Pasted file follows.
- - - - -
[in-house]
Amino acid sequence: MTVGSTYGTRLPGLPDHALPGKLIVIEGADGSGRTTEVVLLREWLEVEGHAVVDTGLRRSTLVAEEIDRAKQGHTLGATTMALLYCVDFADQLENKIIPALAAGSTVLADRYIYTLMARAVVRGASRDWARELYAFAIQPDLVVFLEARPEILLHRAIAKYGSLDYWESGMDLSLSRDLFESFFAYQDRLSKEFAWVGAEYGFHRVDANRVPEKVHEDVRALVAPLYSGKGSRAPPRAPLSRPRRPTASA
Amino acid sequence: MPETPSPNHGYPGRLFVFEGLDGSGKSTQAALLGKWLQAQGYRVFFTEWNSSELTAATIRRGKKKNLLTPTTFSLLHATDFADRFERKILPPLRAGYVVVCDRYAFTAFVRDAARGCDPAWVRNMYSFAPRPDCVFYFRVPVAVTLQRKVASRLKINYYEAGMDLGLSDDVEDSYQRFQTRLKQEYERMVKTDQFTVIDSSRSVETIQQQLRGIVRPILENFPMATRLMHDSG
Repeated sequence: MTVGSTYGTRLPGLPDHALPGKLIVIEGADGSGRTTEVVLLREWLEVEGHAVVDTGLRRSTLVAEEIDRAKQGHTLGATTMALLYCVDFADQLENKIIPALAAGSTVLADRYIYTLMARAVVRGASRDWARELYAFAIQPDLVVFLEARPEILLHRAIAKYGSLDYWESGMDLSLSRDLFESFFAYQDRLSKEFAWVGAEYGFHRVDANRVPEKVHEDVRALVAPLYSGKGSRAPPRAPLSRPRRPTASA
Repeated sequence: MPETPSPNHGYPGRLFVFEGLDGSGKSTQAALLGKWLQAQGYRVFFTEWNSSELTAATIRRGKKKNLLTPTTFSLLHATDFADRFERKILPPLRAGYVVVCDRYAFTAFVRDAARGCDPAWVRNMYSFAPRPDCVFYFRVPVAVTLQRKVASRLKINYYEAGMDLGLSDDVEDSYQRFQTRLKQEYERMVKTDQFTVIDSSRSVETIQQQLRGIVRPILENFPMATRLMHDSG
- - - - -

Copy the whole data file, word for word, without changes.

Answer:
[in-house]
Amino acid sequence: MTVGSTYGTRLPGLPDHALPGKLIVIEGADGSGRTTEVVLLREWLEVEGHAVVDTGLRRSTLVAEEIDRAKQGHTLGATTMALLYCVDFADQLENKIIPALAAGSTVLADRYIYTLMARAVVRGASRDWARELYAFAIQPDLVVFLEARPEILLHRAIAKYGSLDYWESGMDLSLSRDLFESFFAYQDRLSKEFAWVGAEYGFHRVDANRVPEKVHEDVRALVAPLYSGKGSRAPPRAPLSRPRRPTASA
Amino acid sequence: MPETPSPNHGYPGRLFVFEGLDGSGKSTQAALLGKWLQAQGYRVFFTEWNSSELTAATIRRGKKKNLLTPTTFSLLHATDFADRFERKILPPLRAGYVVVCDRYAFTAFVRDAARGCDPAWVRNMYSFAPRPDCVFYFRVPVAVTLQRKVASRLKINYYEAGMDLGLSDDVEDSYQRFQTRLKQEYERMVKTDQFTVIDSSRSVETIQQQLRGIVRPILENFPMATRLMHDSG
Repeated sequence: MTVGSTYGTRLPGLPDHALPGKLIVIEGADGSGRTTEVVLLREWLEVEGHAVVDTGLRRSTLVAEEIDRAKQGHTLGATTMALLYCVDFADQLENKIIPALAAGSTVLADRYIYTLMARAVVRGASRDWARELYAFAIQPDLVVFLEARPEILLHRAIAKYGSLDYWESGMDLSLSRDLFESFFAYQDRLSKEFAWVGAEYGFHRVDANRVPEKVHEDVRALVAPLYSGKGSRAPPRAPLSRPRRPTASA
Repeated sequence: MPETPSPNHGYPGRLFVFEGLDGSGKSTQAALLGKWLQAQGYRVFFTEWNSSELTAATIRRGKKKNLLTPTTFSLLHATDFADRFERKILPPLRAGYVVVCDRYAFTAFVRDAARGCDPAWVRNMYSFAPRPDCVFYFRVPVAVTLQRKVASRLKINYYEAGMDLGLSDDVEDSYQRFQTRLKQEYERMVKTDQFTVIDSSRSVETIQQQLRGIVRPILENFPMATRLMHDSG